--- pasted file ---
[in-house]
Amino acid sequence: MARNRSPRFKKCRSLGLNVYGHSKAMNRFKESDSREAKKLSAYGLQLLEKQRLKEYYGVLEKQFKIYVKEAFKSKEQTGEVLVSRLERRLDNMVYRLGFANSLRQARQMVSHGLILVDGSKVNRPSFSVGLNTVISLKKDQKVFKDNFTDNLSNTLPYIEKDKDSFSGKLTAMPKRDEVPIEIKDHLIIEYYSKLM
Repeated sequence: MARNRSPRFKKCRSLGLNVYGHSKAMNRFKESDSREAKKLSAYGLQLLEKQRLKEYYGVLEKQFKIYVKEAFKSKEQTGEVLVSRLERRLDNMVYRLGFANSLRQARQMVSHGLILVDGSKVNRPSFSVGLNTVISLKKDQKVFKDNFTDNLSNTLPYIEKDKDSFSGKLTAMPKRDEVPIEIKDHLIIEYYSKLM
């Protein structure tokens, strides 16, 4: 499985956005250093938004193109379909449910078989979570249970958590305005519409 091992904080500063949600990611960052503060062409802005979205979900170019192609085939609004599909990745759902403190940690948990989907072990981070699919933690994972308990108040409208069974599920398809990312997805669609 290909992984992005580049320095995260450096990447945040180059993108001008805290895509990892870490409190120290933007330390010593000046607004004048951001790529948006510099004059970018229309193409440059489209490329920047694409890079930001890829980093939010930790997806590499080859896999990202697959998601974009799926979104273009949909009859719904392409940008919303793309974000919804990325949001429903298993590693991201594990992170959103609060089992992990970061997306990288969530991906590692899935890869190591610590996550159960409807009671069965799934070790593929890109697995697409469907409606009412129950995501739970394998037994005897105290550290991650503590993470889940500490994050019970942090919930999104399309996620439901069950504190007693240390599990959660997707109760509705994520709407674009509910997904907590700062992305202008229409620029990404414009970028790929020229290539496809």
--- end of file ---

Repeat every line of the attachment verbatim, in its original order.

[in-house]
Amino acid sequence: MARNRSPRFKKCRSLGLNVYGHSKAMNRFKESDSREAKKLSAYGLQLLEKQRLKEYYGVLEKQFKIYVKEAFKSKEQTGEVLVSRLERRLDNMVYRLGFANSLRQARQMVSHGLILVDGSKVNRPSFSVGLNTVISLKKDQKVFKDNFTDNLSNTLPYIEKDKDSFSGKLTAMPKRDEVPIEIKDHLIIEYYSKLM
Repeated sequence: MARNRSPRFKKCRSLGLNVYGHSKAMNRFKESDSREAKKLSAYGLQLLEKQRLKEYYGVLEKQFKIYVKEAFKSKEQTGEVLVSRLERRLDNMVYRLGFANSLRQARQMVSHGLILVDGSKVNRPSFSVGLNTVISLKKDQKVFKDNFTDNLSNTLPYIEKDKDSFSGKLTAMPKRDEVPIEIKDHLIIEYYSKLM
């Protein structure tokens, strides 16, 4: 499985956005250093938004193109379909449910078989979570249970958590305005519409 091992904080500063949600990611960052503060062409802005979205979900170019192609085939609004599909990745759902403190940690948990989907072990981070699919933690994972308990108040409208069974599920398809990312997805669609 290909992984992005580049320095995260450096990447945040180059993108001008805290895509990892870490409190120290933007330390010593000046607004004048951001790529948006510099004059970018229309193409440059489209490329920047694409890079930001890829980093939010930790997806590499080859896999990202697959998601974009799926979104273009949909009859719904392409940008919303793309974000919804990325949001429903298993590693991201594990992170959103609060089992992990970061997306990288969530991906590692899935890869190591610590996550159960409807009671069965799934070790593929890109697995697409469907409606009412129950995501739970394998037994005897105290550290991650503590993470889940500490994050019970942090919930999104399309996620439901069950504190007693240390599990959660997707109760509705994520709407674009509910997904907590700062992305202008229409620029990404414009970028790929020229290539496809």